One of the most difficult questions for any leader in any field is when to move on. Issues related to succession are some of the most delicate conversations ever engaged in. Yet having at least some ideas or plans for the future can save those coming after much pain. Yes, it may cause us in present leadership pain and fear of losing control, but we need to go through it for the next generation.
I just finished an excellent book that deals in depth with many issues of succession and what’s next. It is titled Next: Pastoral Succession That Works, by William Vanderbloemen and Warren Bird. (You can order it through Worldchristian.com) As the title suggests, it is primarily focused on Pastors particularly in North America. The authors are aware of this and do have a few examples from other countries, including Singapore. I found myself wishing for a broader book that also dealt with missions and non-profits, where I have spent over 37 years.
But having said that, the principles in this book are invaluable for many fields. The question of what’s next is one for all of us. None of us avoid the future. None of us will live forever. If we do not take seriously the need to pray and plan for the future, we are leaving that to those after us. The authors relate many examples where the lack of a succession plan led to chaos after. In fact, I appreciated that the authors are intentional to bring stories both positive and negative. Their tone in the stories is not salacious or gossipy, but with a teaching purpose.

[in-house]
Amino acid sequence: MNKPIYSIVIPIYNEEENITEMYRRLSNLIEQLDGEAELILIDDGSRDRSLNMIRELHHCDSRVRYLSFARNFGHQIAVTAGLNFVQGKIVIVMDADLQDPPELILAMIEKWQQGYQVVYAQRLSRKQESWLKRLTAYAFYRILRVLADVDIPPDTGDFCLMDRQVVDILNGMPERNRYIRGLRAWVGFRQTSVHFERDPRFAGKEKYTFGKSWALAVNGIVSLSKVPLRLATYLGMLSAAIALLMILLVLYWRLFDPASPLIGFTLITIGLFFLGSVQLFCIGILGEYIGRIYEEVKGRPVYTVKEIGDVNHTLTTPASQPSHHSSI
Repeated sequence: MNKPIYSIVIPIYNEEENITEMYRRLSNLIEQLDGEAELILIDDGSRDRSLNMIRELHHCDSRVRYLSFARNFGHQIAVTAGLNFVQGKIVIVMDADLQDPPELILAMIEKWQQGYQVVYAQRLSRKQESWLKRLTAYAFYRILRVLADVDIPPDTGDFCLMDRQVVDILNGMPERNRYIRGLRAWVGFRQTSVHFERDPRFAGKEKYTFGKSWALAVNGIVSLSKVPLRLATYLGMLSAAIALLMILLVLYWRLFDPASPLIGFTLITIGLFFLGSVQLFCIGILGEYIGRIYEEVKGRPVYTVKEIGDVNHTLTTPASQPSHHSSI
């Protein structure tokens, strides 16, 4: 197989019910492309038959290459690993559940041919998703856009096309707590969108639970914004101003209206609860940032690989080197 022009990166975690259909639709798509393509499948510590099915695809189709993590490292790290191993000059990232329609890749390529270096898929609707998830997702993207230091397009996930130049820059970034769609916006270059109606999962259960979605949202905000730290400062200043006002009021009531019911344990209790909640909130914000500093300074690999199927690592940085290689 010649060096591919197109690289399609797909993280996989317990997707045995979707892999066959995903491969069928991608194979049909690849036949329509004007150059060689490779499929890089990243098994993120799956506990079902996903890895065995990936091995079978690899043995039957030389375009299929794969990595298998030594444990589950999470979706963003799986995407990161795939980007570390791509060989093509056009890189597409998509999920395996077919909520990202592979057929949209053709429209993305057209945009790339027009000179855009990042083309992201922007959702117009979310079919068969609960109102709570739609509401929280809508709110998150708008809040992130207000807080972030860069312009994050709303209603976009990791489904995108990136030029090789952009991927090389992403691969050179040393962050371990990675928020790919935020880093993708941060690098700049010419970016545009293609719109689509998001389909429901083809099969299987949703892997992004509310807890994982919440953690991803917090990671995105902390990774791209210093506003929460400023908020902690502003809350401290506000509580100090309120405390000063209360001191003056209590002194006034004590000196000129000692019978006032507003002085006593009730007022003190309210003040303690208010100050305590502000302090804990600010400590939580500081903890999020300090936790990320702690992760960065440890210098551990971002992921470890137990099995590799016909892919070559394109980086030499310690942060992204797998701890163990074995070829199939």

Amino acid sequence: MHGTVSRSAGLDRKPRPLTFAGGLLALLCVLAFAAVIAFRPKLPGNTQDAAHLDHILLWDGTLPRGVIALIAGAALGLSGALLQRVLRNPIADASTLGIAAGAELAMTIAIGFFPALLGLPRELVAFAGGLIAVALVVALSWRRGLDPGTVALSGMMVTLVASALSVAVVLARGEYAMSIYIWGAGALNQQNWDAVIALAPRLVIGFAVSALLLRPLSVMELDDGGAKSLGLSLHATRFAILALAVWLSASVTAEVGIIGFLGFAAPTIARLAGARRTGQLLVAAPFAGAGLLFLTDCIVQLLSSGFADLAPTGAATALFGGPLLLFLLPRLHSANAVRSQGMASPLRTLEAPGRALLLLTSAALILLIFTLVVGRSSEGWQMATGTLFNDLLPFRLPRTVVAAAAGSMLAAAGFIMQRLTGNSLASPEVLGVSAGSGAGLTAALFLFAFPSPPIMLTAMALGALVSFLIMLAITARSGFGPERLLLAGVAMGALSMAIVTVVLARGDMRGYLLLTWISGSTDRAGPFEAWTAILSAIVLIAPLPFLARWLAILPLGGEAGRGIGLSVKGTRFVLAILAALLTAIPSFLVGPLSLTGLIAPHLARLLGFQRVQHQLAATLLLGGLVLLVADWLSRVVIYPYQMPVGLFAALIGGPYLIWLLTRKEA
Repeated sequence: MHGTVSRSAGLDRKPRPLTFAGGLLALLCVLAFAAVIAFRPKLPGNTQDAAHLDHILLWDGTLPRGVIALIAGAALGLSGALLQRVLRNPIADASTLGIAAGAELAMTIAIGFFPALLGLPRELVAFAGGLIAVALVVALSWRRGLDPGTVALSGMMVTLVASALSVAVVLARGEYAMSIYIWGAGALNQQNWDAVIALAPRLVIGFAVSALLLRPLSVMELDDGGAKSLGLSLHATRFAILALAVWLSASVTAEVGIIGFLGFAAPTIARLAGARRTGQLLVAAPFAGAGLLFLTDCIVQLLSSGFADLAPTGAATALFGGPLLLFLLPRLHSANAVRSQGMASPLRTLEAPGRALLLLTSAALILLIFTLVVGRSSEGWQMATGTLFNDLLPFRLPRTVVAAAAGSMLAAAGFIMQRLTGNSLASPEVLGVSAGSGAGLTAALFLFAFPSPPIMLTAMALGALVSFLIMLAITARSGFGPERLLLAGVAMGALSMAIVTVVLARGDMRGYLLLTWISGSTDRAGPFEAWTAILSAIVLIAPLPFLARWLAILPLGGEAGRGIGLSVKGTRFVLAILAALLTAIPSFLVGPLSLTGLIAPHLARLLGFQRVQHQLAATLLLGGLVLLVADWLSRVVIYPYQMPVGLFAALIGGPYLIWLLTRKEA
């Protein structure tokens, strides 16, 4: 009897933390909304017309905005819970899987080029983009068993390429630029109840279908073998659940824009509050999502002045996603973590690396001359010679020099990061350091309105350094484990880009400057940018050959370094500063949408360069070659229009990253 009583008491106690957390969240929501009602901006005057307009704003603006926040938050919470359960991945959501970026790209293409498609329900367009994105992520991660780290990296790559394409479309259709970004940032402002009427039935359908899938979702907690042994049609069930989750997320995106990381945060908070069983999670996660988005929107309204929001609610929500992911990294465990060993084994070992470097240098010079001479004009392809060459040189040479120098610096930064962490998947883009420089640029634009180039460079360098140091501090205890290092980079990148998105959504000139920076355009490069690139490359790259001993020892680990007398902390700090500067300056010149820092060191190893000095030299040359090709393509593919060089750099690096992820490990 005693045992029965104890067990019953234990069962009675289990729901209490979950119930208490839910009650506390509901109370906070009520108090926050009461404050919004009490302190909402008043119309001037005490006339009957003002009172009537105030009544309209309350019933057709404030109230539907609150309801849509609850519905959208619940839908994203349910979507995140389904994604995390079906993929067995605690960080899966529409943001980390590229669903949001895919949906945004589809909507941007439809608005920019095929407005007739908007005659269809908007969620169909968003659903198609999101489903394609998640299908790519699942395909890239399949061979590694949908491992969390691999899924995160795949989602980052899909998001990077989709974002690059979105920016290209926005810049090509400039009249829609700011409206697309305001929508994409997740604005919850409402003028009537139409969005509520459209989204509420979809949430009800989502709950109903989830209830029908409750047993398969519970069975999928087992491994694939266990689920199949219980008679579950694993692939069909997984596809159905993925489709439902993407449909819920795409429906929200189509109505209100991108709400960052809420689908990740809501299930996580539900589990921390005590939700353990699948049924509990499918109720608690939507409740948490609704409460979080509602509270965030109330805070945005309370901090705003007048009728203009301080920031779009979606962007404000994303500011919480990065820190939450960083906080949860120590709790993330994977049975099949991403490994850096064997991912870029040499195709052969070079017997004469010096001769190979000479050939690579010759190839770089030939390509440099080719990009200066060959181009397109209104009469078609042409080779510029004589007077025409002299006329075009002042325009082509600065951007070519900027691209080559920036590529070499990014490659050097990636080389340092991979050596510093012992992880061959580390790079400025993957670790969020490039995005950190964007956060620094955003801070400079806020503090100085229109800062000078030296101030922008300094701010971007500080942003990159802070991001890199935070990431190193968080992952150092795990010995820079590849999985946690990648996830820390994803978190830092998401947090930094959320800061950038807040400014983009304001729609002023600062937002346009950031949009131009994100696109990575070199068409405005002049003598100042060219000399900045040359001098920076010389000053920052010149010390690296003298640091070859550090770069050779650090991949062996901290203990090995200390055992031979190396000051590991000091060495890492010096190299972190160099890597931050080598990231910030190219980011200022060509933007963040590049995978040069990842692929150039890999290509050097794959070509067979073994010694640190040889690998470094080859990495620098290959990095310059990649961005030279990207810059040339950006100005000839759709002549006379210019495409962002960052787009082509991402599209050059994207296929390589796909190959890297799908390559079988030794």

In the section mentioning Edmund Chan of Singapore, (pg. 118-119), the importance of not delaying a transition is cited. Chan says, “The longer I delay the transition, the shorter a runway my successors would have to successfully transit to the third generation.” Chan is not just thinking of who will come next after him, but who will come after that!! Thinking into the third and even fourth generations.
Who will succeed us is a very important question. In my own ministry career of 37 years so far, I have turned over different leadership roles around 6 major times, and other minor leadership roles as well. It is never easy, because each time requires a discernment to know the right timing and season. And of course to know the right person or team. It has at times left me with the pain of a loss of identity.
But to hold on too long is so much worse. What is next for you? When is it time to move on? Who is to follow you? What does the future look like?
Difficult questions. But so worth the asking for the sake of the generations to come after us.